Ink Well (penpusher) wrote in spaceagers,
Ink Well
penpusher
spaceagers

"The Muppets"

I guess I should write a review of "The Muppets," since, like, well, you know, I've actually had the pleasure of being Kermit professionally if only for a day, and I did try my hand at writing a Muppet script several years ago, to no real success. I guess it's not too late to dust it off and try again. But, that's another story for a different day. Right now, there's the one playing in theaters...



Let's start with the basics. Jim Henson was a true visionary and his philosophy was what guided the entire concepts of what the Muppets were about. Now, not to be too laudatory when it comes to Jim. He wasn't some kind of god (if I can be sacrilegious for a moment)! And a lot of the ideas that motivate and inform the Muppets are basic common sense and "Golden Rule" elements that we all should be doing with each other, all the time anyhow.

The fact that nobody in the organization seemed to grasp these facts was how we got something like "Muppets From Space," a film that completely defied everything that the Muppets represented! The fact that being different was okay, the fact that you may not always do things right but you definitely didn't set out to sabotage, the fact that you worked together to help each other, and wouldn't do "insult humor" for a cheap laugh... these were all of the elements left out of "Muppets From Space." And it showed just how far this group of characters had fallen.

So, let's start with the good. In "The Muppets," what we have is a return (albeit with strings attached - npi) to those Henson core values. Rather than Gonzo being the misfit, this time we have Walter, arguably the Muppets biggest fan (and who looks suspiciously like a clown I actually know in real life who could seriously challenge Walter when it comes to that title, interestingly enough) who gets to tag along with his brother and his brother's girlfriend (played with affable charm and cutesy quality by Jason Segel - who also co-wrote the script - and Amy Adams respectively) on a road trip to Los Angeles.

It's actually a brilliant choice to center the movie on an "unknown" character, because really Jim's characterizations (and Frank Oz's as well) really do cast a long shadow over the current performers. Where Jim and Frank created and EMBODIED the bulk of these characters, their "replacements" are forced to do an impression of what they were, and that means it will always be one step removed from authentic. Walter is who he is, so we got the genuine article there.

Obviously the true measuring stick of this film was the original film, "The Muppet Movie," and, in fact, there are several parallels between this film and that one. Of course, the first movie was the story of how Kermit and his pals met, got to Hollywood and became stars. This is also a similar story with a similar obstacle... Where Kermit had to deal with Doc Hopper that first go round, this time there's an oil baron named Tex Richman, who discovers there's black gold under the Muppet Studios and plans to demolish it all to get at it.

So, yes, there are parallels to the first film, which are sometimes easy laughs to just reference something from that earlier work.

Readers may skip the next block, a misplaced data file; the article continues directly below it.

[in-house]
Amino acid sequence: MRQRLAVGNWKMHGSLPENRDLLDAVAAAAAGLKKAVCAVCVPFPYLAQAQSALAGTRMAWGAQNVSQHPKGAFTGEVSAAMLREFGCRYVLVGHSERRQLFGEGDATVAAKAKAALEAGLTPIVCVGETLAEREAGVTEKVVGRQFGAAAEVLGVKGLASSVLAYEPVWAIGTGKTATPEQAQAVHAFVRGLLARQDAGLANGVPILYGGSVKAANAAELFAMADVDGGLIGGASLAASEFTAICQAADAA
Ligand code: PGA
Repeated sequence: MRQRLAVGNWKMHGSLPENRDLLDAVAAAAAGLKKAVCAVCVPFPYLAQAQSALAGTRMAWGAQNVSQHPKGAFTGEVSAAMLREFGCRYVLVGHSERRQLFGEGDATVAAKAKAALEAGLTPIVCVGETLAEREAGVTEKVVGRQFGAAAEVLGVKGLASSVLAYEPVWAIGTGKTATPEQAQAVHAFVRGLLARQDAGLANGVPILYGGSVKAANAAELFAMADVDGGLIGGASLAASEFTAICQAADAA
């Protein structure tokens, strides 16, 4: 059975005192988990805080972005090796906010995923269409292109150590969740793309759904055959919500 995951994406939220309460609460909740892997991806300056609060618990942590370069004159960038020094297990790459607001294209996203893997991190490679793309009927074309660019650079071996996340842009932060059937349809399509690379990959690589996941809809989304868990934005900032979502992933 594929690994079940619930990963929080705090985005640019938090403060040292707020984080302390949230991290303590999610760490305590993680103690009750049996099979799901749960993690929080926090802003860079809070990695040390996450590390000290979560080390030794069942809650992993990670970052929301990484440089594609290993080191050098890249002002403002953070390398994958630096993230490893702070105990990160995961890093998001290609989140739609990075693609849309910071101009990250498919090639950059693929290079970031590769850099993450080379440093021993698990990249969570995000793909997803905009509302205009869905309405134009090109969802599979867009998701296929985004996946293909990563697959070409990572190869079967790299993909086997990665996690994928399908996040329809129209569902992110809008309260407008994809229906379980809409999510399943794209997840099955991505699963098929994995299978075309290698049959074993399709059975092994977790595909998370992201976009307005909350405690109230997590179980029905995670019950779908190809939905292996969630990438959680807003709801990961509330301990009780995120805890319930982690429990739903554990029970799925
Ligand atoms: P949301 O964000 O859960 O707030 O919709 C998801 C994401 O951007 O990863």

And there are a host of cameos sprinkled throughout the film, but here's one of the real shortfalls of "The Muppets." No offense to Selena Gomez or Whoopi Goldberg or even to Jack Black who has the job of being the "celebrity host" for the Telethon to raise the cash to get the Muppets' theater/studio back. But there really was no magic there.

I mean, in that first film, when the camera turned and you saw Edgar Bergen, there was some magic there. Bob Hope selling Fozzie and Kermit an ice cream was magic. Richard Pryor selling Gonzo balloons was magic! Milton Berle... well, you get the idea. And I don't know that it was the fact that the magic was that they were bigger stars than Sarah Silverman or Alan Arkin or Neil Patrick Harris. They were just presented in a way that made them seem so much bigger and special.

I'm sure there was a great deal of reverence and respect Jim had for every star who worked with the Muppets; after all he did dedicate the film to Mr. Bergen, who passed away a few months before it was released. And I think part of the magic was the fact that Jim really loved those people. In turn, his love for them radiated back in their performances for him! And that's what I think was missing from the cameos here.

Instead, these appearances were just opportunities for publicity, as was so clearly stated in the script! So, I felt that was part of the reason it didn't work as well.

But not to be too harsh. I did *like* "The Muppets." Chris Cooper was decidedly oily in his role. Most of the songs were good. I do think Whoopi would have made a better Network Exec than Rashida Jones, because she would have been tougher and it would have probably made those scenes funnier.

Ultimately Jason managed to recapture some of the essence of what Jim was trying to do, and for that he deserves kudos. I think he brought the Muppets back from the brink. But the difference between "The Muppets" and "The Muppet Movie" remains the fact that the people involved are impersonating Jim, not living the part. They're finally making the right motions, but they aren't connecting the right emotions.

At least, with this film, I feel like there's still a chance, one little glowing ember in the pile of ash, that can still spark and burn as brightly as Henson's heart.
Tags: muppets
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